0
We're unable to sign you in at this time. Please try again in a few minutes.
Retry
We were able to sign you in, but your subscription(s) could not be found. Please try again in a few minutes.
Retry
There may be a problem with your account. Please contact the AMA Service Center to resolve this issue.
Contact the AMA Service Center:
Telephone: 1 (800) 262-2350 or 1 (312) 670-7827  *   Email: subscriptions@jamanetwork.com
Error Message ......
ARTICLE |

Risk of Age-Related Fractures in Patients With Primary Hyperparathyroidism

L. Joseph Melton III, MD; Elizabeth J. Atkinson, MS; W. Michael O'Fallon, PhD; Hunter Heath III, MD
Arch Intern Med. 1992;152(11):2269-2273. doi:10.1001/archinte.1992.00400230081014.
Text Size: A A A
Published online

Background.—  Bone mass is reduced, but the influence of primary hyperparathyroidism (HPT) on fracture risk is controversial. We addressed this issue in a population-based retrospective cohort study.

Methods.—  Ninety residents of Rochester, Minn, were first diagnosed with HPT in 1965 through 1976 and an equal number of age- and sex-matched control subjects from the community were identified. Fractures were assessed through review of each subject's complete (inpatient and outpatient) medical records in the community.

Results.—  Prior to the date of diagnosis, Rochester residents with HPT were more likely to have a history of fractures than were matched control subjects from the same population (30% vs 18%). Subsequently, 36% of cases and 31% of control subjects experienced one or more new fractures during 1072 person-years of follow-up; survival free of a new fracture was almost the same in the two groups. Women had more fractures than men, and fracture rates increased with age. Fractures appeared to be somewhat more frequent in those with baseline serum calcium levels of 2.74 mmol/L or more, in those with comorbid conditions possibly due to HPT and in those who did not undergo parathyroidectomy, but these differences were not statistically significant. In a multivariate analysis, only age at diagnosis was an independent predictor of fracture risk, with a 36% increase in risk per 10-year increase in age.

Conclusions.—  Overall fracture risk was increased prior to diagnosis of HPT but not afterward. Because the numbers involved were small, however, we cannot exclude an increased likelihood of fractures in certain subgroups of HPT patients.(Arch Intern Med. 1992;152:2269-2273)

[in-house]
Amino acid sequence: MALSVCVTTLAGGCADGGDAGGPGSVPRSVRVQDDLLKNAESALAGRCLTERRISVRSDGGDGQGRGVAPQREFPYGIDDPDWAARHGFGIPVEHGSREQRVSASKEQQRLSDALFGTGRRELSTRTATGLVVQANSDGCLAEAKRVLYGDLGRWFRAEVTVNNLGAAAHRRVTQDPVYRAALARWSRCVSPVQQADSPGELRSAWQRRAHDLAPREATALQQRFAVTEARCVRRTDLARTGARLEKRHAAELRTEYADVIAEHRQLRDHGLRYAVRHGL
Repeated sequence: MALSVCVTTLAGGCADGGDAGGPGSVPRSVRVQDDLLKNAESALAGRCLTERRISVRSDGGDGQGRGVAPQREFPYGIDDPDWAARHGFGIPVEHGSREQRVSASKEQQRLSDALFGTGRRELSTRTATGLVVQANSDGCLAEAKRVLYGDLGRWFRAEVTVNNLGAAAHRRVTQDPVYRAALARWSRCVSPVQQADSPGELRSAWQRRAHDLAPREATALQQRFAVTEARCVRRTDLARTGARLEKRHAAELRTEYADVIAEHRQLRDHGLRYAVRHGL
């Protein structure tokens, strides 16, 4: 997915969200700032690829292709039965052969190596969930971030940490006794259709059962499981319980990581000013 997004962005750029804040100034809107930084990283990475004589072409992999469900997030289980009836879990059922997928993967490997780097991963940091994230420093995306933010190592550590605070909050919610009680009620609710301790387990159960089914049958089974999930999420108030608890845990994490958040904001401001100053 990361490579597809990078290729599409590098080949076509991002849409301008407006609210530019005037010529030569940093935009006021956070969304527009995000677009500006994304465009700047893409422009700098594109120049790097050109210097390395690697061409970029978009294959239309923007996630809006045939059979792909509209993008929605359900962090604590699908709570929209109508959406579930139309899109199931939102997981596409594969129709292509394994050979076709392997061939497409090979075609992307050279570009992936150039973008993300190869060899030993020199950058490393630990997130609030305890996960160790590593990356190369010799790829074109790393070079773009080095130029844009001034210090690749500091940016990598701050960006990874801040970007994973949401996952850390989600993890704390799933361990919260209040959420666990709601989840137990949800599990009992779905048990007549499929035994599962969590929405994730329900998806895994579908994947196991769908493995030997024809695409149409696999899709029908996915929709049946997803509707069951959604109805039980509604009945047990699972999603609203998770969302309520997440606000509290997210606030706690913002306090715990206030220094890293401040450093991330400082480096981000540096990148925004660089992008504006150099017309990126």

Topics

Sign in

Create a free personal account to sign up for alerts, share articles, and more.

Purchase Options

• Buy this article
• Subscribe to the journal

First Page Preview

View Large
First page PDF preview

Figures

Tables

References

Correspondence

CME
Also Meets CME requirements for:
Browse CME for all U.S. States
Accreditation Information
The American Medical Association is accredited by the Accreditation Council for Continuing Medical Education to provide continuing medical education for physicians. The AMA designates this journal-based CME activity for a maximum of 1 AMA PRA Category 1 CreditTM per course. Physicians should claim only the credit commensurate with the extent of their participation in the activity. Physicians who complete the CME course and score at least 80% correct on the quiz are eligible for AMA PRA Category 1 CreditTM.
Note: You must get at least of the answers correct to pass this quiz.
Please click the checkbox indicating that you have read the full article in order to submit your answers.
Your answers have been saved for later.
You have not filled in all the answers to complete this quiz
The following questions were not answered:
Sorry, you have unsuccessfully completed this CME quiz with a score of
The following questions were not answered correctly:
Commitment to Change (optional):
Indicate what change(s) you will implement in your practice, if any, based on this CME course.
Your quiz results:
The filled radio buttons indicate your responses. The preferred responses are highlighted
For CME Course: A Proposed Model for Initial Assessment and Management of Acute Heart Failure Syndromes
Indicate what changes(s) you will implement in your practice, if any, based on this CME course.
Submit a Comment

Multimedia

Some tools below are only available to our subscribers or users with an online account.

Web of Science® Times Cited: 76

Sign in

Create a free personal account to sign up for alerts, share articles, and more.

Purchase Options

• Buy this article
• Subscribe to the journal

Related Content

Customize your page view by dragging & repositioning the boxes below.

Jobs
brightcove.createExperiences();